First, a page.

The thesis will conclude by identifying issues that courts and legislatures will have to address in the coming years to adequately deliver justice in a dynamic society that is prone to powerful technological change.; Though the Internet and social media are fairly recent developments, the legal principles and issues embodied in them are well-represented in the Constitution. Take, for example, the freedom of expression enumerated in the First Amendment. Though traditionally in print, pamphlets, and film, recent developments in technology such as Facebook and blogs have become the new standard forms of communication. Like the physical mediums that arose before them, issues arise of what limits, if any, should be placed on the speech. Given the guise of anonymity, people on the Internet have less accountability in the comments they make, which has led to things ranging from passionate political speech to what is known as cyber-bullying, which is online harassment that has led people to suicide. This thesis, however, will primarily focus on the Fourth Amendment's reasonable expectation of privacy. Because the information involved with the Internet and social media is digital, it is more difficult to identify when privacy has been breached. With a paper envelope, for example, one can tell if the seal was broken and the contents were potentially disclosed to an unwanted party. Electronically, however, no such seal exists to notify the sender or recipient of a communication. Furthermore, the Government has found itself under stricter scrutiny for searches with these new developments in technology; the lack of physical intrusion poses difficult questions for courts that must decide how far a reasonable expectation of privacy goes in the social media age. The thesis will also address how private companies obtain and use individuals' information through the services they provide and the issues that arise from them. Private companies have fewer restrictions than the Government, and both perspectives are important to keep in mind when trying to understand the policy implications rapid technological growth has brought about.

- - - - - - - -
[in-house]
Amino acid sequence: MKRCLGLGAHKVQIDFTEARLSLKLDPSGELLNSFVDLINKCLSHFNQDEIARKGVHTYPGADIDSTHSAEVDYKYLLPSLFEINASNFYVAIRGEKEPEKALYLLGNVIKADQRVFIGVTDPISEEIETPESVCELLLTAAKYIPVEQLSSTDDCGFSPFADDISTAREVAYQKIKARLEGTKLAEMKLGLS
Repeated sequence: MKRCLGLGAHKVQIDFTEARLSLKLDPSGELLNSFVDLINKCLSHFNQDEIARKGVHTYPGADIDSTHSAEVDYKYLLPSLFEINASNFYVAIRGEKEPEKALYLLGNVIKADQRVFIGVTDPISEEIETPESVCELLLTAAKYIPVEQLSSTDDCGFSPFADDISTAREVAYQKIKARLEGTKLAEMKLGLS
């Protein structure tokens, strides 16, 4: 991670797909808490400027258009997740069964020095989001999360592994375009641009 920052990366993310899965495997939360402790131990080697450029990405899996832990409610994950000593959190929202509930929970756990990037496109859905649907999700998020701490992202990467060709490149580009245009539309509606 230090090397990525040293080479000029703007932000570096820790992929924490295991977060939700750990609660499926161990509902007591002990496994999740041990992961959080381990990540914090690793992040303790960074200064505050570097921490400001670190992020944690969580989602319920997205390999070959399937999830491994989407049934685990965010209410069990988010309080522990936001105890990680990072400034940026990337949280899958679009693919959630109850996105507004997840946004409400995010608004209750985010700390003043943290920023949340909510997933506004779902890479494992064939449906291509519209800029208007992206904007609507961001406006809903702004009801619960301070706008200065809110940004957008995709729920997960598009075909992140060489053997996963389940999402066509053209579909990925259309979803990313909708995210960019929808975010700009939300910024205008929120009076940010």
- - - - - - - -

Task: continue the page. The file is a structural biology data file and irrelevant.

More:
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Bachelor of Arts (B.A.)
College of Health and Public Affairs
Dissertations, Academic -- Health and Public Affairs;Health and Public Affairs -- Dissertations, Academic
Length of Campus-only Access
Honors in the Major Thesis
Karpf, Justin, "The cost of convenience the extent of the reasonable expectation of privacy in the internet age" (2013). HIM 1990-2015. 1413.